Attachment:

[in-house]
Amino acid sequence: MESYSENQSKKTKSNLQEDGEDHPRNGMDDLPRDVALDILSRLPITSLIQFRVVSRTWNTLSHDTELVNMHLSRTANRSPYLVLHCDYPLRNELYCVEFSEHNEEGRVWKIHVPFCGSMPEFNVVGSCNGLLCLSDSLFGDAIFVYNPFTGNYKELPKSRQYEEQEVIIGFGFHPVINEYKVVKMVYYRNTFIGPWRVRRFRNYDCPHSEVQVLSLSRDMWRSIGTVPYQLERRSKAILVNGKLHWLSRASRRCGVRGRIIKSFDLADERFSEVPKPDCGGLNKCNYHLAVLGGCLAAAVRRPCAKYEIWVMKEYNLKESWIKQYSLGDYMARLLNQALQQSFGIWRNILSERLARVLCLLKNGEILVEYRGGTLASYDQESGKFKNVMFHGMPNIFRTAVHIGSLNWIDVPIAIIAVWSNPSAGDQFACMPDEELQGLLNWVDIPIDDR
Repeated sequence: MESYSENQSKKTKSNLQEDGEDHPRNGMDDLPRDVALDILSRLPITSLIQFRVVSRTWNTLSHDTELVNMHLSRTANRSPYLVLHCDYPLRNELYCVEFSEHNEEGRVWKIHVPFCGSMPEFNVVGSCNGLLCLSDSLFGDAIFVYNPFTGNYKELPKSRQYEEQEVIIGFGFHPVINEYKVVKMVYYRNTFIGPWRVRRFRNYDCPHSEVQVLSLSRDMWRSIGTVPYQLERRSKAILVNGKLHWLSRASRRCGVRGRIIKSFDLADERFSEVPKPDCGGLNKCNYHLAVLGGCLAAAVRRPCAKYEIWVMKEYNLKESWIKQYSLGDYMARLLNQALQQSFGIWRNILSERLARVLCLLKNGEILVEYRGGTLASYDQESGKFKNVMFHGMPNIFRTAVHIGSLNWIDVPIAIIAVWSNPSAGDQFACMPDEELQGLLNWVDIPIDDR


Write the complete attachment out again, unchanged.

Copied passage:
[in-house]
Amino acid sequence: MESYSENQSKKTKSNLQEDGEDHPRNGMDDLPRDVALDILSRLPITSLIQFRVVSRTWNTLSHDTELVNMHLSRTANRSPYLVLHCDYPLRNELYCVEFSEHNEEGRVWKIHVPFCGSMPEFNVVGSCNGLLCLSDSLFGDAIFVYNPFTGNYKELPKSRQYEEQEVIIGFGFHPVINEYKVVKMVYYRNTFIGPWRVRRFRNYDCPHSEVQVLSLSRDMWRSIGTVPYQLERRSKAILVNGKLHWLSRASRRCGVRGRIIKSFDLADERFSEVPKPDCGGLNKCNYHLAVLGGCLAAAVRRPCAKYEIWVMKEYNLKESWIKQYSLGDYMARLLNQALQQSFGIWRNILSERLARVLCLLKNGEILVEYRGGTLASYDQESGKFKNVMFHGMPNIFRTAVHIGSLNWIDVPIAIIAVWSNPSAGDQFACMPDEELQGLLNWVDIPIDDR
Repeated sequence: MESYSENQSKKTKSNLQEDGEDHPRNGMDDLPRDVALDILSRLPITSLIQFRVVSRTWNTLSHDTELVNMHLSRTANRSPYLVLHCDYPLRNELYCVEFSEHNEEGRVWKIHVPFCGSMPEFNVVGSCNGLLCLSDSLFGDAIFVYNPFTGNYKELPKSRQYEEQEVIIGFGFHPVINEYKVVKMVYYRNTFIGPWRVRRFRNYDCPHSEVQVLSLSRDMWRSIGTVPYQLERRSKAILVNGKLHWLSRASRRCGVRGRIIKSFDLADERFSEVPKPDCGGLNKCNYHLAVLGGCLAAAVRRPCAKYEIWVMKEYNLKESWIKQYSLGDYMARLLNQALQQSFGIWRNILSERLARVLCLLKNGEILVEYRGGTLASYDQESGKFKNVMFHGMPNIFRTAVHIGSLNWIDVPIAIIAVWSNPSAGDQFACMPDEELQGLLNWVDIPIDDR